Sitting down with Rev. Debra J. Hopkins at a coffee shop in Charlotte, North Carolina, as the barista brings over her hot chocolate and my latte and I hit record, she warns that she likes to talk, letting me know to cut her off when necessary.
Two things quickly become apparent: her insight into her verbosity is accurate, and I have zero intention of ever cutting her off.
Hopkins speaks with an eloquence and passion that rises even above what one might well expect from a veteran pastor and advocate. It is made more compelling still by her tendency to speak without reservations, showing strength while allowing herself to be open in a way most would feel was too vulnerable to consider for themselves. Strength, it is soon apparent, has been far from a luxury but a clear necessity throughout her life.
Debra Hopkins. supplied
New York Beginnings
As Hopkins told SAGE in a 2016 interview, coming of age as an adolescent during the ’60s and early ’70s in New York City, she was “struggling…crying a lot and getting angry with other people,” aware she was not interested in most of the activities she was expected to partake in with the other guys, and aware of the growing LGBTQ rights movement, but still not sure what was causing her so much internal upset.
She credits a chance meeting with Christine Jorgensen—the WWII vet who has been called the first famous trans woman after she transitioned publicly in the early ‘50s—with encouraging her to push beyond what she thought possible for herself.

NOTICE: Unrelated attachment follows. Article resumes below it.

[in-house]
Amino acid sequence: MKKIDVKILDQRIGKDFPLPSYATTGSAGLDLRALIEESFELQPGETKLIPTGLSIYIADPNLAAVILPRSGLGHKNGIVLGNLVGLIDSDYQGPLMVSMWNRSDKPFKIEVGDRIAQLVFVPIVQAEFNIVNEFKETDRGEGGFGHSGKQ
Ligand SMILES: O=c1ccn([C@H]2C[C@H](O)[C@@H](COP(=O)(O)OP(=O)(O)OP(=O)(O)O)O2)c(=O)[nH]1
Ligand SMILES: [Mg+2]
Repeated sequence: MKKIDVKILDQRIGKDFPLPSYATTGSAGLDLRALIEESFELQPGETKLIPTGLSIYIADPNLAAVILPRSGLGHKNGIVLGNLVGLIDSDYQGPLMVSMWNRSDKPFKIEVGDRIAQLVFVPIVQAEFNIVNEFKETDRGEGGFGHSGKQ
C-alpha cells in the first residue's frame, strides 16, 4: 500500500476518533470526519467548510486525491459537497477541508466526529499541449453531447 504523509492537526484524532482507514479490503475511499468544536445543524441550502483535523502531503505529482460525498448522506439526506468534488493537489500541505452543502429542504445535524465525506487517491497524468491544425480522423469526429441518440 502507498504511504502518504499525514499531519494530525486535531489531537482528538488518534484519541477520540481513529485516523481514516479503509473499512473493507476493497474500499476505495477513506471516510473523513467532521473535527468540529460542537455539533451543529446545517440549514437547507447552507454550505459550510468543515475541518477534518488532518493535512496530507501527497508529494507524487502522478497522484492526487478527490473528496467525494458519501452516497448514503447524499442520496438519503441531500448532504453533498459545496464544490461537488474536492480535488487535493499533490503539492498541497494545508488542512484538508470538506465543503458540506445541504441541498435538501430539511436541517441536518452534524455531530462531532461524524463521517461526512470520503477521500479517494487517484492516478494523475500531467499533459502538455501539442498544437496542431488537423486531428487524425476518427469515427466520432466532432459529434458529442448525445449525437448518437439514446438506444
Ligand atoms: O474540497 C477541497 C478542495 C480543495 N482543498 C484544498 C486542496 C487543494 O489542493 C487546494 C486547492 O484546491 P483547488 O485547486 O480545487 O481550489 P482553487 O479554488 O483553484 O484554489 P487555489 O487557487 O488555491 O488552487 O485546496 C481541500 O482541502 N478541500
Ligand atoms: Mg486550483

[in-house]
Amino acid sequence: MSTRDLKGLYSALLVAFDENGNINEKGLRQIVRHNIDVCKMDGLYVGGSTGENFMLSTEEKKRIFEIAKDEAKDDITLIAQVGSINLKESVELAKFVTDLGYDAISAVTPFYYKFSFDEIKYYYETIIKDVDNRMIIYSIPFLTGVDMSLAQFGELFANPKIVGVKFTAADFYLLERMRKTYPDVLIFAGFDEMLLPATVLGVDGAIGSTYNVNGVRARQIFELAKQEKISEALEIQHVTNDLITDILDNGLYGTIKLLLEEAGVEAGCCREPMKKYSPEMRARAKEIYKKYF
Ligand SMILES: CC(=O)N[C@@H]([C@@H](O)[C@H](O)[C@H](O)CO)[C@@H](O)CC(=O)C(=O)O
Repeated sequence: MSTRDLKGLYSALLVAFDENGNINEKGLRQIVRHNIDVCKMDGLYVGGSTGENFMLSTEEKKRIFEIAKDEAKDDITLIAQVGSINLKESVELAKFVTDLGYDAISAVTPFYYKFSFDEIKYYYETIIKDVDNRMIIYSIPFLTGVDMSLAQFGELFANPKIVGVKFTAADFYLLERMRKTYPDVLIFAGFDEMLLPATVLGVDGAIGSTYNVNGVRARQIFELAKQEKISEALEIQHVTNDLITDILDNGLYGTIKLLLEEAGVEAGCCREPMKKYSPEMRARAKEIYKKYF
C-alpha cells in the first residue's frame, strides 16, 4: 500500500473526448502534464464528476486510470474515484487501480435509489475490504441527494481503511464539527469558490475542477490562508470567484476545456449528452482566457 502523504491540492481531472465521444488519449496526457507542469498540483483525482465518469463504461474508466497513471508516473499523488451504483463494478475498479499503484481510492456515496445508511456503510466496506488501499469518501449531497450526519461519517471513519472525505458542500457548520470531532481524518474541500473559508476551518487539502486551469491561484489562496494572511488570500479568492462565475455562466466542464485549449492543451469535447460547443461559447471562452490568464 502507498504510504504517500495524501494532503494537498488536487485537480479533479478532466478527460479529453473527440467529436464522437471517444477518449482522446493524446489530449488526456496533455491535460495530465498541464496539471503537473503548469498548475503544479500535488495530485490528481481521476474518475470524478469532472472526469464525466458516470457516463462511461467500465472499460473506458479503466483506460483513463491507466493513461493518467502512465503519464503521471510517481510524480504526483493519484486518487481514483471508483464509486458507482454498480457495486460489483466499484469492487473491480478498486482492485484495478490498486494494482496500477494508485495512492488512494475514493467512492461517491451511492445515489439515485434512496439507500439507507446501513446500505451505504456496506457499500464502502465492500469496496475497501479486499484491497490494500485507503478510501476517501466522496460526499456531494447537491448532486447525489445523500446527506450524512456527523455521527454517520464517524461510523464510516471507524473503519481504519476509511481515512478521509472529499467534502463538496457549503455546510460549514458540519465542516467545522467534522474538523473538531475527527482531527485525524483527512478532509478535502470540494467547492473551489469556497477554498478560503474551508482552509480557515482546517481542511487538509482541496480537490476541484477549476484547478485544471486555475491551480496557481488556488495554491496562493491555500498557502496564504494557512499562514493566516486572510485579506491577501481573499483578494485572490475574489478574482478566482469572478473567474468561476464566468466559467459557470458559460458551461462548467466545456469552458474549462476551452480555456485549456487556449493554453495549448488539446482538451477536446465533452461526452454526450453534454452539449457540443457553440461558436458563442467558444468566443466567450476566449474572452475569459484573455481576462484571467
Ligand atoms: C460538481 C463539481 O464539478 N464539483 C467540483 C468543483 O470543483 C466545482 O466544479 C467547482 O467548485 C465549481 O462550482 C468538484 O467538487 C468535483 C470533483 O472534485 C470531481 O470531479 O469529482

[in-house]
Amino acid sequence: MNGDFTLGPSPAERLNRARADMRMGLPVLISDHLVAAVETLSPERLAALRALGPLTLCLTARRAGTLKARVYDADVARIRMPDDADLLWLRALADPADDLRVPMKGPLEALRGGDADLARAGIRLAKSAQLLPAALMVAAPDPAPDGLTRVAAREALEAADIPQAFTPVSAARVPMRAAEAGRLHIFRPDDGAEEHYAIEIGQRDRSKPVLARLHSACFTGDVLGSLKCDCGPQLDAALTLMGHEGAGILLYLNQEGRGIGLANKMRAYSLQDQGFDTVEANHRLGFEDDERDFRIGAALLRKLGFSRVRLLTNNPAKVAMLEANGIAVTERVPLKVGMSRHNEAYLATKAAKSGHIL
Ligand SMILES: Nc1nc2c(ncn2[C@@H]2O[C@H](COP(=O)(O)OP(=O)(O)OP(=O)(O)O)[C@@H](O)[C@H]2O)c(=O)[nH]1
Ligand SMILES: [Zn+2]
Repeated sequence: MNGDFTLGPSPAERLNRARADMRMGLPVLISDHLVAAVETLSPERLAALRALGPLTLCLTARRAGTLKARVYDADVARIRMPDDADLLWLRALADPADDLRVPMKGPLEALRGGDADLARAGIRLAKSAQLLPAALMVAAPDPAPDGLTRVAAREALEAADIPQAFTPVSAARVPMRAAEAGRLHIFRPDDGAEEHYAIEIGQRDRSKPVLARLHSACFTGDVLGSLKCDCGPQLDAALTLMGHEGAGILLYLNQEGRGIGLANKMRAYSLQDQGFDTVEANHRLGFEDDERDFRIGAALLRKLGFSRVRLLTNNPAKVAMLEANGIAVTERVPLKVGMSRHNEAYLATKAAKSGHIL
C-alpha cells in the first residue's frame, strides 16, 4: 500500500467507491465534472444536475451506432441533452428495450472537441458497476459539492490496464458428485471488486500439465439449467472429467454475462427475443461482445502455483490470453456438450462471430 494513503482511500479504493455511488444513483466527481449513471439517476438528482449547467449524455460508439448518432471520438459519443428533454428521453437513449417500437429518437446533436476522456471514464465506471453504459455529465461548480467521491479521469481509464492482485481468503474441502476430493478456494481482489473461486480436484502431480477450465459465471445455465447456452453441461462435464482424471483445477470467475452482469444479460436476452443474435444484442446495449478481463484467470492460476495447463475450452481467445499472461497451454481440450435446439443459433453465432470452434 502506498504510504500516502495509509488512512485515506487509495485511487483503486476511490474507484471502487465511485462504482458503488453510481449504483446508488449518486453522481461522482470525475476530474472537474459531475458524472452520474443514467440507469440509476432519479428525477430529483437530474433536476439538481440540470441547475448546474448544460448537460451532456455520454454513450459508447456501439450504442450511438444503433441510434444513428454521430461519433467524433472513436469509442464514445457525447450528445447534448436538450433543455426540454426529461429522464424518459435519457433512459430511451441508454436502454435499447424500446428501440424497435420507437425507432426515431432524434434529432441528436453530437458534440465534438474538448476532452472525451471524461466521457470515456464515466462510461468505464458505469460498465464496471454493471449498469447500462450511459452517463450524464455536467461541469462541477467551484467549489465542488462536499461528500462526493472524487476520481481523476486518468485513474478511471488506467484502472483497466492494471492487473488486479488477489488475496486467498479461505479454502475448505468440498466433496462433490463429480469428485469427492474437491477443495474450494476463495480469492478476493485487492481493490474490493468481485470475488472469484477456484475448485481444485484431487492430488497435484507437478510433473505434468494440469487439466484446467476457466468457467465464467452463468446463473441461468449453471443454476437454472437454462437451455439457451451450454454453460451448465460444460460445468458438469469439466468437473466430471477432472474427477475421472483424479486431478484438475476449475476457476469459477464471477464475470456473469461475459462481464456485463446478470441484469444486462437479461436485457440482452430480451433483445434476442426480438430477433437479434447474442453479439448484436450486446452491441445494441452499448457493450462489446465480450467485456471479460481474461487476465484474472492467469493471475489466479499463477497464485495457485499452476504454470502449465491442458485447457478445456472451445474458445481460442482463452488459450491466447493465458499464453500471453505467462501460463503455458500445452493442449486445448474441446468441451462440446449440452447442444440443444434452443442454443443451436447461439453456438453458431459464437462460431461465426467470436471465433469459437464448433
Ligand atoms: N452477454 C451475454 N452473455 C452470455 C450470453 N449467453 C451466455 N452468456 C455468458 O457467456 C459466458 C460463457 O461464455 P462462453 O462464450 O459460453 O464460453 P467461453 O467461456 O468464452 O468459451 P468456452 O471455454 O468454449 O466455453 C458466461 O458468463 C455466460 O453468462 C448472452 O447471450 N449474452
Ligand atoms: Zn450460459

Eventually Hopkins, who spent time working as both a middle school teacher and a broker, came to realize she was transgender, deciding to transition in the mid-’90s.
For a time, she hit her stride, relocating to Hunstville, Alabama, where she tells NewNowNext “no one knew of my transition.” She bought a three bedroom, two bathroom house and started a church, called the New Life Christian Fellowship.
“This ministry’s focus was on homeless women and children,” Hopkins says. “Our funding was through donations from the community and from my personal savings.”
She was beginning to find a balance she had long hoped for, but turmoil was about to reappear.
A Series of Tragedies
After a decade of living as her true self, preaching and helping those less fortunate, the trajectory of Hopkins’ life was forever altered when, in 2007, she says she was wrongly accused of a crime she didn’t commit.
Hopkins says the judge routinely deadnamed her, which she believes was done intentionally to cause embarrassment. She also reports having been sexually assaulted multiple times while imprisoned.
The charges against her were ultimately dropped for lack of evidence.